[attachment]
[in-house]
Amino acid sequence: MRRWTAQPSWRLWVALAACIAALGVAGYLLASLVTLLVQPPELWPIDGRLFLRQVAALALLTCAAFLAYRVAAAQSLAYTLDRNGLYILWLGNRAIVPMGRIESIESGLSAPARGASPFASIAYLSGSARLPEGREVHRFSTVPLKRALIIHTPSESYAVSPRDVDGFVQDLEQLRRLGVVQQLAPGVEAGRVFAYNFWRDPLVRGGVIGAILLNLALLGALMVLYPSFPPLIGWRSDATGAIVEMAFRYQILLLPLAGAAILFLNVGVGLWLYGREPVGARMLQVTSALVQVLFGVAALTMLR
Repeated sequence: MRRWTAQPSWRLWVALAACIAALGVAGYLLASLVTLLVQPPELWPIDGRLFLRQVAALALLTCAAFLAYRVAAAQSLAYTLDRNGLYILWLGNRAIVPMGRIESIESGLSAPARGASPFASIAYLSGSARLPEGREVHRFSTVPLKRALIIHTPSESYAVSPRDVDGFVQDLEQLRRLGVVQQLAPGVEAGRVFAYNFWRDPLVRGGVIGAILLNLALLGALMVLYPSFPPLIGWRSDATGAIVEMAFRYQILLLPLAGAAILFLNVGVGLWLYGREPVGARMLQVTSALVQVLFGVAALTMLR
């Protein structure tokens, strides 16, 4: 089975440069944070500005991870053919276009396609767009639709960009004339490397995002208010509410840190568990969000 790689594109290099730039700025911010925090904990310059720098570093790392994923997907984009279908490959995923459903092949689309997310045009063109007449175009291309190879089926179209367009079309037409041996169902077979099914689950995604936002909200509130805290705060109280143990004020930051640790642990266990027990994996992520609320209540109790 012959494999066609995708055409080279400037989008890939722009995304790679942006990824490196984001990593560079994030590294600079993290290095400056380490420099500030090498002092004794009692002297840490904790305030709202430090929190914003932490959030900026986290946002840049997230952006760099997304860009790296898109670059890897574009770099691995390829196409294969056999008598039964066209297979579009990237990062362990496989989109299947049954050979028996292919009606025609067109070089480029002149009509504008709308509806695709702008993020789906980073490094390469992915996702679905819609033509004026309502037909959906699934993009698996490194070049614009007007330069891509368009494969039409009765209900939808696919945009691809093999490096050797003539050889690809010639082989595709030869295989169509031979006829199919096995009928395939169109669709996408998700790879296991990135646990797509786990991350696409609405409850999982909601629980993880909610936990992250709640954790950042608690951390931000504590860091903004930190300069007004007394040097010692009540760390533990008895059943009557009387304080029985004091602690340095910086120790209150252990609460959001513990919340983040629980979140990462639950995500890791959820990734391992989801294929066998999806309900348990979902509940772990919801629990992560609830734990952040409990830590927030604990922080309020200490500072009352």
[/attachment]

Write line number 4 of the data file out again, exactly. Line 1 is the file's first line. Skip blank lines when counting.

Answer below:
């Protein structure tokens, strides 16, 4: 089975440069944070500005991870053919276009396609767009639709960009004339490397995002208010509410840190568990969000 790689594109290099730039700025911010925090904990310059720098570093790392994923997907984009279908490959995923459903092949689309997310045009063109007449175009291309190879089926179209367009079309037409041996169902077979099914689950995604936002909200509130805290705060109280143990004020930051640790642990266990027990994996992520609320209540109790 012959494999066609995708055409080279400037989008890939722009995304790679942006990824490196984001990593560079994030590294600079993290290095400056380490420099500030090498002092004794009692002297840490904790305030709202430090929190914003932490959030900026986290946002840049997230952006760099997304860009790296898109670059890897574009770099691995390829196409294969056999008598039964066209297979579009990237990062362990496989989109299947049954050979028996292919009606025609067109070089480029002149009509504008709308509806695709702008993020789906980073490094390469992915996702679905819609033509004026309502037909959906699934993009698996490194070049614009007007330069891509368009494969039409009765209900939808696919945009691809093999490096050797003539050889690809010639082989595709030869295989169509031979006829199919096995009928395939169109669709996408998700790879296991990135646990797509786990991350696409609405409850999982909601629980993880909610936990992250709640954790950042608690951390931000504590860091903004930190300069007004007394040097010692009540760390533990008895059943009557009387304080029985004091602690340095910086120790209150252990609460959001513990919340983040629980979140990462639950995500890791959820990734391992989801294929066998999806309900348990979902509940772990919801629990992560609830734990952040409990830590927030604990922080309020200490500072009352």